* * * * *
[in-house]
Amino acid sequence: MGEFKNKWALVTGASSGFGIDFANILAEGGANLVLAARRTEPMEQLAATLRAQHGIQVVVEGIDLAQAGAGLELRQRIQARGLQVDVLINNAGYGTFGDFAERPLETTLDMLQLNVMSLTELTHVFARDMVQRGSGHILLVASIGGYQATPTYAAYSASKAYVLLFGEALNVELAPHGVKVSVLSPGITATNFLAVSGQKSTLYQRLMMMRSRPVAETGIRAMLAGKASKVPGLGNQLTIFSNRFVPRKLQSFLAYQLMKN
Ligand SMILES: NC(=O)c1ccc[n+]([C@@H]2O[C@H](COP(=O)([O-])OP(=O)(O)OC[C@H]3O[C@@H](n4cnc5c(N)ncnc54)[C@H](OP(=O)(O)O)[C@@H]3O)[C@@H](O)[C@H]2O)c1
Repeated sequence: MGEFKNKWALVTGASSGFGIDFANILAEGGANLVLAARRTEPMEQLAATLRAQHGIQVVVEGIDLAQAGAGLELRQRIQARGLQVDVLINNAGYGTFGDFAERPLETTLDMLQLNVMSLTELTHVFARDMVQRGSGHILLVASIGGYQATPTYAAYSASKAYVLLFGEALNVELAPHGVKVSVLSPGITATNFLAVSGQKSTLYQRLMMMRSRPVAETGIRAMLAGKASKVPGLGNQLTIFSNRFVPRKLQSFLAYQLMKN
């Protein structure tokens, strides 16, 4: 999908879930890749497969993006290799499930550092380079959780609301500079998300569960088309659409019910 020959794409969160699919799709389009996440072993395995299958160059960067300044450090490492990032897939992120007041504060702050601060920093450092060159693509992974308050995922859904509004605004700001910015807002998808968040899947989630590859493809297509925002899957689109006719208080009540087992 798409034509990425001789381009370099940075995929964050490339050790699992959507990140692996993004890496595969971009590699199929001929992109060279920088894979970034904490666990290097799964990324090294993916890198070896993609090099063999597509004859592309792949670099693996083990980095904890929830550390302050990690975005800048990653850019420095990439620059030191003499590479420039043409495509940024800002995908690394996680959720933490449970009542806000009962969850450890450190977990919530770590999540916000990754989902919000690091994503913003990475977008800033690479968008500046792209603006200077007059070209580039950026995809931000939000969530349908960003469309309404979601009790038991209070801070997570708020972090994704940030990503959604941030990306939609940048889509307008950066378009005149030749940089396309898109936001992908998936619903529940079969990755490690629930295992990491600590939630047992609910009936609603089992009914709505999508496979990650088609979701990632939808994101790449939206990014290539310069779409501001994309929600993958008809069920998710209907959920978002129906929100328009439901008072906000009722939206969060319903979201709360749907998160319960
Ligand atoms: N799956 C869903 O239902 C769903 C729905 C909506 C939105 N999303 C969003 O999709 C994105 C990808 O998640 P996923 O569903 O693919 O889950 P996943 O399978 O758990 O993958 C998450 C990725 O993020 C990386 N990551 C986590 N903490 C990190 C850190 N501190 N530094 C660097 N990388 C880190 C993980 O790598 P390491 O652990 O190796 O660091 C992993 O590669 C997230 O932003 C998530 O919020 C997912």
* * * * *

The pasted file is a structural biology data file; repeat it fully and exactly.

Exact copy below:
[in-house]
Amino acid sequence: MGEFKNKWALVTGASSGFGIDFANILAEGGANLVLAARRTEPMEQLAATLRAQHGIQVVVEGIDLAQAGAGLELRQRIQARGLQVDVLINNAGYGTFGDFAERPLETTLDMLQLNVMSLTELTHVFARDMVQRGSGHILLVASIGGYQATPTYAAYSASKAYVLLFGEALNVELAPHGVKVSVLSPGITATNFLAVSGQKSTLYQRLMMMRSRPVAETGIRAMLAGKASKVPGLGNQLTIFSNRFVPRKLQSFLAYQLMKN
Ligand SMILES: NC(=O)c1ccc[n+]([C@@H]2O[C@H](COP(=O)([O-])OP(=O)(O)OC[C@H]3O[C@@H](n4cnc5c(N)ncnc54)[C@H](OP(=O)(O)O)[C@@H]3O)[C@@H](O)[C@H]2O)c1
Repeated sequence: MGEFKNKWALVTGASSGFGIDFANILAEGGANLVLAARRTEPMEQLAATLRAQHGIQVVVEGIDLAQAGAGLELRQRIQARGLQVDVLINNAGYGTFGDFAERPLETTLDMLQLNVMSLTELTHVFARDMVQRGSGHILLVASIGGYQATPTYAAYSASKAYVLLFGEALNVELAPHGVKVSVLSPGITATNFLAVSGQKSTLYQRLMMMRSRPVAETGIRAMLAGKASKVPGLGNQLTIFSNRFVPRKLQSFLAYQLMKN
């Protein structure tokens, strides 16, 4: 999908879930890749497969993006290799499930550092380079959780609301500079998300569960088309659409019910 020959794409969160699919799709389009996440072993395995299958160059960067300044450090490492990032897939992120007041504060702050601060920093450092060159693509992974308050995922859904509004605004700001910015807002998808968040899947989630590859493809297509925002899957689109006719208080009540087992 798409034509990425001789381009370099940075995929964050490339050790699992959507990140692996993004890496595969971009590699199929001929992109060279920088894979970034904490666990290097799964990324090294993916890198070896993609090099063999597509004859592309792949670099693996083990980095904890929830550390302050990690975005800048990653850019420095990439620059030191003499590479420039043409495509940024800002995908690394996680959720933490449970009542806000009962969850450890450190977990919530770590999540916000990754989902919000690091994503913003990475977008800033690479968008500046792209603006200077007059070209580039950026995809931000939000969530349908960003469309309404979601009790038991209070801070997570708020972090994704940030990503959604941030990306939609940048889509307008950066378009005149030749940089396309898109936001992908998936619903529940079969990755490690629930295992990491600590939630047992609910009936609603089992009914709505999508496979990650088609979701990632939808994101790449939206990014290539310069779409501001994309929600993958008809069920998710209907959920978002129906929100328009439901008072906000009722939206969060319903979201709360749907998160319960
Ligand atoms: N799956 C869903 O239902 C769903 C729905 C909506 C939105 N999303 C969003 O999709 C994105 C990808 O998640 P996923 O569903 O693919 O889950 P996943 O399978 O758990 O993958 C998450 C990725 O993020 C990386 N990551 C986590 N903490 C990190 C850190 N501190 N530094 C660097 N990388 C880190 C993980 O790598 P390491 O652990 O190796 O660091 C992993 O590669 C997230 O932003 C998530 O919020 C997912």